From Proto-Baltic *speng-, *spang- (> *spuog-, + -ulis), from Proto-Indo-European *sp(ʰ)eng (“to shine”). Originally a dialectal word with many variant forms, meaning “shine, gloss, sheen.” A. Kronvalds introduced it in the literary language in the 1860s, first to mean “shiny surface (of water)” (ūdens-spogulis), from which it spread to its other current meanings (cf. German Wasserspiegel). The word really entered the literary language after A. Pumpurs included it in his epic poem Lāčplēsis (“Bear-slayer”). It has mostly replaced a former German borrowing spieģelis.
spogulis m (2nd declension)
- mirror (smooth surface that reflects light so as to produce an image of what is in front of it)
- stikla, metāla spogulis — glass, metal mirror
- sienas, kabatas, galda spogulis — wall, pocket, table mirror'
- apskatīt sevi spogulī — to look at oneself in the mirror
- viņa ķemmē matus un skatās spogulī — she combs her hair and looks in the mirror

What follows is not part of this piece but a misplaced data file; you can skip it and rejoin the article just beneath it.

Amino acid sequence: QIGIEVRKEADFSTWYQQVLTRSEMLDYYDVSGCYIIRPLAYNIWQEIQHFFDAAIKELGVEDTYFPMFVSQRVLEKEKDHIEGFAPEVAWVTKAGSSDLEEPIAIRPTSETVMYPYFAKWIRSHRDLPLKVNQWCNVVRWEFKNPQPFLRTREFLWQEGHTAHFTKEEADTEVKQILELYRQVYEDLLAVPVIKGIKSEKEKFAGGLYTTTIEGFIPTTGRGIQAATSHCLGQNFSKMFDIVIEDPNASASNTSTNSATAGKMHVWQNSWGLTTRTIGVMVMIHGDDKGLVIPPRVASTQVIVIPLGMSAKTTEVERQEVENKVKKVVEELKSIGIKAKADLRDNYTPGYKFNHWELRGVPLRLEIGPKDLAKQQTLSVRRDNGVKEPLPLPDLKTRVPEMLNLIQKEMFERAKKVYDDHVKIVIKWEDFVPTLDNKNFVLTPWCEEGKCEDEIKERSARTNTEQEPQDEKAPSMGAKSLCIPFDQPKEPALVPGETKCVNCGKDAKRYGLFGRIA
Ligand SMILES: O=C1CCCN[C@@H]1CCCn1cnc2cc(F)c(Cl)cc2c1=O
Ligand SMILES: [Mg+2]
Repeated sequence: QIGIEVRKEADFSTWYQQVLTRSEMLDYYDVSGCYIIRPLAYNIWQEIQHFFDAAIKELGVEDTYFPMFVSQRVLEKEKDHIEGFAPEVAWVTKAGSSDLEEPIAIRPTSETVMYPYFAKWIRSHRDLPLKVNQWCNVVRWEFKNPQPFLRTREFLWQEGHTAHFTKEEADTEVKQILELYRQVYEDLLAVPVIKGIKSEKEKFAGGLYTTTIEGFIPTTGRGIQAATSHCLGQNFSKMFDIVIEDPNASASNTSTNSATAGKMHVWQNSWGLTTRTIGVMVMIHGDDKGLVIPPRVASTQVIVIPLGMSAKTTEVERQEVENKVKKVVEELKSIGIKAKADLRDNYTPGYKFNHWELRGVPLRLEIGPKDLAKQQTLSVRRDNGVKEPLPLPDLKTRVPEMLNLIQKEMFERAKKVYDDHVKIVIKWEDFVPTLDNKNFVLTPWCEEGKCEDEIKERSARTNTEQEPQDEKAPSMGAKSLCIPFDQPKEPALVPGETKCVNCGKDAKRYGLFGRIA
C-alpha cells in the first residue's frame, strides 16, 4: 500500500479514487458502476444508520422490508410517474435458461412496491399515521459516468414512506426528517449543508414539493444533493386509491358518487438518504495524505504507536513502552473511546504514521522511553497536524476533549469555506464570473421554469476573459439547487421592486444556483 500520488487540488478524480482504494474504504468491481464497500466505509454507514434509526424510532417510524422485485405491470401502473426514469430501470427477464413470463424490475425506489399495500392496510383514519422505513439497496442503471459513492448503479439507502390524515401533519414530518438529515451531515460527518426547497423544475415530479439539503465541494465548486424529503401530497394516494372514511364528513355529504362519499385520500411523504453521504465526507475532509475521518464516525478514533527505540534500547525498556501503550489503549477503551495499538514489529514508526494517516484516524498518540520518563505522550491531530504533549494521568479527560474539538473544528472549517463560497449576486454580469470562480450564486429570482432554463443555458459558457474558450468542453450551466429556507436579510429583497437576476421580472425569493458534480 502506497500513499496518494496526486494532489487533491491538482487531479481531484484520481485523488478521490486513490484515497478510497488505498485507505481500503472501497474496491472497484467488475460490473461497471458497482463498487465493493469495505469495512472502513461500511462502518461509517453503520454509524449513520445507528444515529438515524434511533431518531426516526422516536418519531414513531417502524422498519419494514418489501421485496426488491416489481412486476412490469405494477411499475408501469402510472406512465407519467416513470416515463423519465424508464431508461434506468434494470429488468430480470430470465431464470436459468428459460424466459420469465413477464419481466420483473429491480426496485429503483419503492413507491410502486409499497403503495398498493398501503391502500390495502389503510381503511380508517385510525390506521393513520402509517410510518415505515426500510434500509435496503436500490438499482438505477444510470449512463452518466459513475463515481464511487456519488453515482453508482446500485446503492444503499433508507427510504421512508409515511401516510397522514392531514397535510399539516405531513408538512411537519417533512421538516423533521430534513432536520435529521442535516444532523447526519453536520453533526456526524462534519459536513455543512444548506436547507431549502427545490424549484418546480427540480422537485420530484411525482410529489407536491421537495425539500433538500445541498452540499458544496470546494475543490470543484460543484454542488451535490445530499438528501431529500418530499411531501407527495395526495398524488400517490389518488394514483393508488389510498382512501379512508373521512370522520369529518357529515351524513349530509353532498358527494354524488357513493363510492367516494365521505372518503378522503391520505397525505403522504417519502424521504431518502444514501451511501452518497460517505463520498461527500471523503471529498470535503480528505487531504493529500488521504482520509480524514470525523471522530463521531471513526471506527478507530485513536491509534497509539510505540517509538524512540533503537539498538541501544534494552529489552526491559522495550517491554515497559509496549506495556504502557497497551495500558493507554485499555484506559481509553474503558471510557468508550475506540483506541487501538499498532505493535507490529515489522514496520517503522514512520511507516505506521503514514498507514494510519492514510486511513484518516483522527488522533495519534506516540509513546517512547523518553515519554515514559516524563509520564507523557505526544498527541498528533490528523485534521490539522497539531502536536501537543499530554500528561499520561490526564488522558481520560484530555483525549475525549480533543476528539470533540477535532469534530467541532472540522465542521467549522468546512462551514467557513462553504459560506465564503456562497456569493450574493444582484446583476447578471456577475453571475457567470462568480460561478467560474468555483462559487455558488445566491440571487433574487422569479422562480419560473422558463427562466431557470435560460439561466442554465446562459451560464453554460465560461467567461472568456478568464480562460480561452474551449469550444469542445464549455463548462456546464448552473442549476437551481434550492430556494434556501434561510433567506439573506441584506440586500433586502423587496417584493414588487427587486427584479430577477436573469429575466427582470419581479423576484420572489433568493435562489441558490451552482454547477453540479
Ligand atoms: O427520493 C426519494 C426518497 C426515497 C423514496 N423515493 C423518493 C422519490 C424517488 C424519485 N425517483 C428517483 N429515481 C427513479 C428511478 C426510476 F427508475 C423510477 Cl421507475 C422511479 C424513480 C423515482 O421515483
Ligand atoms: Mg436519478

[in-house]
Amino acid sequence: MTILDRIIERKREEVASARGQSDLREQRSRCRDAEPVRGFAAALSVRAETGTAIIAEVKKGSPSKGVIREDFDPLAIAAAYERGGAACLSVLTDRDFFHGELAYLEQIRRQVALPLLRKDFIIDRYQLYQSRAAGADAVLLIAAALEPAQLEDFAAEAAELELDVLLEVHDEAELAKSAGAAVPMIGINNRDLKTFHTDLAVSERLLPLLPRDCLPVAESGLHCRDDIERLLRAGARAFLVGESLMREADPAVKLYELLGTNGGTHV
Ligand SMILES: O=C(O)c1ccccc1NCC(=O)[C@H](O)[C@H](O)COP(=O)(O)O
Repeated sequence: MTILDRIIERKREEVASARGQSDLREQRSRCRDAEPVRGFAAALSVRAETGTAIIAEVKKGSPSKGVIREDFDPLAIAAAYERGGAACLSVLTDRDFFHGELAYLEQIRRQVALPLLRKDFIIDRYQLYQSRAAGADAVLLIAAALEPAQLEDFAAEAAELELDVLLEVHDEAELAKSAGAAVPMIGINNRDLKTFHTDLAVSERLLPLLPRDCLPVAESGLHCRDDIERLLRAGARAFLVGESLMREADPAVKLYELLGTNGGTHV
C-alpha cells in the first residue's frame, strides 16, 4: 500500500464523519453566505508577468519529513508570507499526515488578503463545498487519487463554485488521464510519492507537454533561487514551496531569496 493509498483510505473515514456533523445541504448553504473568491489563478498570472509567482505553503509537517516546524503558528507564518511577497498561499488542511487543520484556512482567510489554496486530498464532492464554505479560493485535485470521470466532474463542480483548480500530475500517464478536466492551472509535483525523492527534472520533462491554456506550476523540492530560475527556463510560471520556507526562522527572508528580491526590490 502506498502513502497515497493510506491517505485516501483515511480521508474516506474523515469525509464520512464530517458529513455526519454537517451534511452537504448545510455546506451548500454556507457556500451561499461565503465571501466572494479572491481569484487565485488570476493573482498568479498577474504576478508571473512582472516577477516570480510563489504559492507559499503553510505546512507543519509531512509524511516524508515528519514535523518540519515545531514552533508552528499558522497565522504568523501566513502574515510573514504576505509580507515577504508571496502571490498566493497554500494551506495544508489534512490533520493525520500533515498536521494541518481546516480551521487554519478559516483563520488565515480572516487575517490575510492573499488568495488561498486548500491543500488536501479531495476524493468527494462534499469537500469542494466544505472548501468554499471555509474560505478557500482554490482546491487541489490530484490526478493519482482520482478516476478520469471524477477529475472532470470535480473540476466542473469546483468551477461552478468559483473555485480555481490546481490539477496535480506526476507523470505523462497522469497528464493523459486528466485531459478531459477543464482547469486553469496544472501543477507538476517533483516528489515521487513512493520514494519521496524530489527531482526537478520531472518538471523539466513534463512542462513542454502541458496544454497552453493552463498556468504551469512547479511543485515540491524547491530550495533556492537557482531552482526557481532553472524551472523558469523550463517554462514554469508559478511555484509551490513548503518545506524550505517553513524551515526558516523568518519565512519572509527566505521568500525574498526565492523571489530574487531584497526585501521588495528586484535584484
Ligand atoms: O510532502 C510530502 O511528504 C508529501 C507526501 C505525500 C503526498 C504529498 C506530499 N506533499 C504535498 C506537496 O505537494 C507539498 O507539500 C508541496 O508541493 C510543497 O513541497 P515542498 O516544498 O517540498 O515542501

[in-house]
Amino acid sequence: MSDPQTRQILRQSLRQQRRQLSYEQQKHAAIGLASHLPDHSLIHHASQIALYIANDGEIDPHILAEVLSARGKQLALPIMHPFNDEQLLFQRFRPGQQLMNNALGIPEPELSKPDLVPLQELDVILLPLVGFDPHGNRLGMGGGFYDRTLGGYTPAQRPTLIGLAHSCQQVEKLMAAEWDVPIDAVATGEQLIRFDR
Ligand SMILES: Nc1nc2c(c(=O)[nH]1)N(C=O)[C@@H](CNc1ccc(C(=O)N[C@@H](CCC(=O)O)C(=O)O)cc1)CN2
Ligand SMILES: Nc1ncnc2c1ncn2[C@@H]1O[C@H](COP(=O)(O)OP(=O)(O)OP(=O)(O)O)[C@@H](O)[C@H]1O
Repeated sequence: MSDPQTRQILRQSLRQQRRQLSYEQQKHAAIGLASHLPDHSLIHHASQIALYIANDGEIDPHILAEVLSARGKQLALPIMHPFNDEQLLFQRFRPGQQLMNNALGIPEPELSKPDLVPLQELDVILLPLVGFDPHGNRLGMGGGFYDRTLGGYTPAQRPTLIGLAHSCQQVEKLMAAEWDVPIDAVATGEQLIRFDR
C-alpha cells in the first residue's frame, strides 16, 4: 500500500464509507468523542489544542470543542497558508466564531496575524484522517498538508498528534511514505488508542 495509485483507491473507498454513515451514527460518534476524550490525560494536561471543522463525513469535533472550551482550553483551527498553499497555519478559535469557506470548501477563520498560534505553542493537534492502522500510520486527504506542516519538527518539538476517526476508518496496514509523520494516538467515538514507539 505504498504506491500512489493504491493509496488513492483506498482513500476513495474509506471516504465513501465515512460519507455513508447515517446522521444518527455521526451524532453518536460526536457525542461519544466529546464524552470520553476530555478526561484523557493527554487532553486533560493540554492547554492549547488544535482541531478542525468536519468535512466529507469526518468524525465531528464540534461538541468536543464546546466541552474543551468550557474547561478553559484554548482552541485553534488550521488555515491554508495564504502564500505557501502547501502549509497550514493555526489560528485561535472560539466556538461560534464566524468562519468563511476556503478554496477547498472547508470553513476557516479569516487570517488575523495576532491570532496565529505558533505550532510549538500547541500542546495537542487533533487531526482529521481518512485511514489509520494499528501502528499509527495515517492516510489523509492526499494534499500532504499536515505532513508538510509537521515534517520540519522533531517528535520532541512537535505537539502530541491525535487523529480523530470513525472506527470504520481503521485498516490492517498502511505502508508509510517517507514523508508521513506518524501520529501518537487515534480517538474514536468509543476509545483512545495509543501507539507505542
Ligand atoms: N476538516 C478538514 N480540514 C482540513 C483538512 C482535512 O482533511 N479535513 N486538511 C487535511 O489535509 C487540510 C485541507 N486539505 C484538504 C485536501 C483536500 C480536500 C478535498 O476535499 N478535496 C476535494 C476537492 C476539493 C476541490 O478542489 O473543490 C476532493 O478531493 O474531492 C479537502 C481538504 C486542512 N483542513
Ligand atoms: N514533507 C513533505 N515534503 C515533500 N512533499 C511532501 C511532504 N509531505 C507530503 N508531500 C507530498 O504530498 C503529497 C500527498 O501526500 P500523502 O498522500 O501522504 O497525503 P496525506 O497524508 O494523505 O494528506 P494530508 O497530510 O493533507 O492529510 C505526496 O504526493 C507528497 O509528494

- greizais spogulis — twisted, distorting mirror (i.e., one which gives a wrong image)
- calm water surface
- ezera, upes spogulis — lake, river surface
- (optics) a reflective surface as an optical system
- spoguļa formula — mirror formula
- spoguļa fokuss — mirror focus
- spoguļa lineārais palielinājums — mirror linear increase
- (figuratively) something that reflects or shows something (a quality, a feature, etc.)
- prese ir sabiedriskās domas spogulis — the press is a mirror of public opinion
- acis ir cilvēka dvēseles spogulis — the eyes are the mirror of a person's soul
- an area of an animal's body that is different from its surroundings and characterizes the animal
- mugurpusē ap asti stirnai ir spilgti balts laukums, tā sauktais “spogulis” — back around the tail of the roe deer is a bright white spot, the so-called “mirror”
|singular (vienskaitlis)||plural (daudzskaitlis)|
- ^ “spogulis” in Konstantīns Karulis (1992, 2001), Latviešu Etimoloģijas Vārdnīca (Rīga: AVOTS) ISBN: 9984-700-12-7.
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